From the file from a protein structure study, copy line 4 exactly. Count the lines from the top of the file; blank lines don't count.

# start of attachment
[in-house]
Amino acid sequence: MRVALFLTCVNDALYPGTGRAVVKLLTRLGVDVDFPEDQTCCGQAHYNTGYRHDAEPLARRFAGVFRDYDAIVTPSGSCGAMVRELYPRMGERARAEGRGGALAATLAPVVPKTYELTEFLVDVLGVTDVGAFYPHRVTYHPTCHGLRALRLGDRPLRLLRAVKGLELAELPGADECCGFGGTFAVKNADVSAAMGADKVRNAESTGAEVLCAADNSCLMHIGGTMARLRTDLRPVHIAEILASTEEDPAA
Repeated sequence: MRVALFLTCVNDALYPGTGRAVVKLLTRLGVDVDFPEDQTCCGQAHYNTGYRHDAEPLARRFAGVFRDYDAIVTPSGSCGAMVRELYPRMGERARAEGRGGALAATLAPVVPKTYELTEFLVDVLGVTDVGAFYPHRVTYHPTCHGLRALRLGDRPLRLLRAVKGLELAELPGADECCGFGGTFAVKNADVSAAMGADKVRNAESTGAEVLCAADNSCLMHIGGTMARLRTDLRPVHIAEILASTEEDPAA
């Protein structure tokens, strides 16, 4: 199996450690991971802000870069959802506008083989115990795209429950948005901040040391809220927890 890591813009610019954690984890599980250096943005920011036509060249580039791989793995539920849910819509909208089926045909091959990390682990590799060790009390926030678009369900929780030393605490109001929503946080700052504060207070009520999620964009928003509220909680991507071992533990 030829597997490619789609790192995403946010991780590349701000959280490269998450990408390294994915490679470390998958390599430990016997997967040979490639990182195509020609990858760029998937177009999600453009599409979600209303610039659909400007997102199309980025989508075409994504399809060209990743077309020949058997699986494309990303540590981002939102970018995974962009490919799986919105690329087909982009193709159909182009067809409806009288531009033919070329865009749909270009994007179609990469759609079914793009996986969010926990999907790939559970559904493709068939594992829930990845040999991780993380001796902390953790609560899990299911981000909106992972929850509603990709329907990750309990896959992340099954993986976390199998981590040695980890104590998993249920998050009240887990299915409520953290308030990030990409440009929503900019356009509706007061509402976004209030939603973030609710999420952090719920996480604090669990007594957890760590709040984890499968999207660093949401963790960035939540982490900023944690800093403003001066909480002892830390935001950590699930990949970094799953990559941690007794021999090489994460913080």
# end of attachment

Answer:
């Protein structure tokens, strides 16, 4: 199996450690991971802000870069959802506008083989115990795209429950948005901040040391809220927890 890591813009610019954690984890599980250096943005920011036509060249580039791989793995539920849910819509909208089926045909091959990390682990590799060790009390926030678009369900929780030393605490109001929503946080700052504060207070009520999620964009928003509220909680991507071992533990 030829597997490619789609790192995403946010991780590349701000959280490269998450990408390294994915490679470390998958390599430990016997997967040979490639990182195509020609990858760029998937177009999600453009599409979600209303610039659909400007997102199309980025989508075409994504399809060209990743077309020949058997699986494309990303540590981002939102970018995974962009490919799986919105690329087909982009193709159909182009067809409806009288531009033919070329865009749909270009994007179609990469759609079914793009996986969010926990999907790939559970559904493709068939594992829930990845040999991780993380001796902390953790609560899990299911981000909106992972929850509603990709329907990750309990896959992340099954993986976390199998981590040695980890104590998993249920998050009240887990299915409520953290308030990030990409440009929503900019356009509706007061509402976004209030939603973030609710999420952090719920996480604090669990007594957890760590709040984890499968999207660093949401963790960035939540982490900023944690800093403003001066909480002892830390935001950590699930990949970094799953990559941690007794021999090489994460913080």